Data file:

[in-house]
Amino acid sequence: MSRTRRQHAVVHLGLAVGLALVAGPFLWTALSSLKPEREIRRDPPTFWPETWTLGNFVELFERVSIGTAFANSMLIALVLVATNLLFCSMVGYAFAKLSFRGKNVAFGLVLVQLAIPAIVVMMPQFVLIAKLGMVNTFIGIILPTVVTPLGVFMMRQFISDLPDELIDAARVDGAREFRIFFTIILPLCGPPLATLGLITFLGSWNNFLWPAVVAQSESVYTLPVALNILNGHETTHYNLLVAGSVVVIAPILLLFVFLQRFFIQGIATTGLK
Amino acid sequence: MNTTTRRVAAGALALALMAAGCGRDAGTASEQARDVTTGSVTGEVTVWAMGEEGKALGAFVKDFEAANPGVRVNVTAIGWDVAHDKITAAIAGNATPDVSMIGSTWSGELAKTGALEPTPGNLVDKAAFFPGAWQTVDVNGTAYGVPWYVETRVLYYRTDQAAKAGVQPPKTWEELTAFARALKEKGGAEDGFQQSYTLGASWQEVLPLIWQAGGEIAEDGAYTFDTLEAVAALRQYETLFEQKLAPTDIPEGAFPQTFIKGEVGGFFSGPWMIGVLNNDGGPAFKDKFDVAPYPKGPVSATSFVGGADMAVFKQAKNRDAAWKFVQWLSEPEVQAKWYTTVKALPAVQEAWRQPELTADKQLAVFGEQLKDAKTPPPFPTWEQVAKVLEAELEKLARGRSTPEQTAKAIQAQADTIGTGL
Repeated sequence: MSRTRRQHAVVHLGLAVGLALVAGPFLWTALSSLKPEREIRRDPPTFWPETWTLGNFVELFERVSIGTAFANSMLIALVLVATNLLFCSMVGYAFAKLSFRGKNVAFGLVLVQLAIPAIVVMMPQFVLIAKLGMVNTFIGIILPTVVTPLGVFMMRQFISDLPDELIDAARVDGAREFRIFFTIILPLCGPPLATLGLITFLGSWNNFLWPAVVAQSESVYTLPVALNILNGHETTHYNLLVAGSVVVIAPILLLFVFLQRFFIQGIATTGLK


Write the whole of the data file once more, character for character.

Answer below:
[in-house]
Amino acid sequence: MSRTRRQHAVVHLGLAVGLALVAGPFLWTALSSLKPEREIRRDPPTFWPETWTLGNFVELFERVSIGTAFANSMLIALVLVATNLLFCSMVGYAFAKLSFRGKNVAFGLVLVQLAIPAIVVMMPQFVLIAKLGMVNTFIGIILPTVVTPLGVFMMRQFISDLPDELIDAARVDGAREFRIFFTIILPLCGPPLATLGLITFLGSWNNFLWPAVVAQSESVYTLPVALNILNGHETTHYNLLVAGSVVVIAPILLLFVFLQRFFIQGIATTGLK
Amino acid sequence: MNTTTRRVAAGALALALMAAGCGRDAGTASEQARDVTTGSVTGEVTVWAMGEEGKALGAFVKDFEAANPGVRVNVTAIGWDVAHDKITAAIAGNATPDVSMIGSTWSGELAKTGALEPTPGNLVDKAAFFPGAWQTVDVNGTAYGVPWYVETRVLYYRTDQAAKAGVQPPKTWEELTAFARALKEKGGAEDGFQQSYTLGASWQEVLPLIWQAGGEIAEDGAYTFDTLEAVAALRQYETLFEQKLAPTDIPEGAFPQTFIKGEVGGFFSGPWMIGVLNNDGGPAFKDKFDVAPYPKGPVSATSFVGGADMAVFKQAKNRDAAWKFVQWLSEPEVQAKWYTTVKALPAVQEAWRQPELTADKQLAVFGEQLKDAKTPPPFPTWEQVAKVLEAELEKLARGRSTPEQTAKAIQAQADTIGTGL
Repeated sequence: MSRTRRQHAVVHLGLAVGLALVAGPFLWTALSSLKPEREIRRDPPTFWPETWTLGNFVELFERVSIGTAFANSMLIALVLVATNLLFCSMVGYAFAKLSFRGKNVAFGLVLVQLAIPAIVVMMPQFVLIAKLGMVNTFIGIILPTVVTPLGVFMMRQFISDLPDELIDAARVDGAREFRIFFTIILPLCGPPLATLGLITFLGSWNNFLWPAVVAQSESVYTLPVALNILNGHETTHYNLLVAGSVVVIAPILLLFVFLQRFFIQGIATTGLK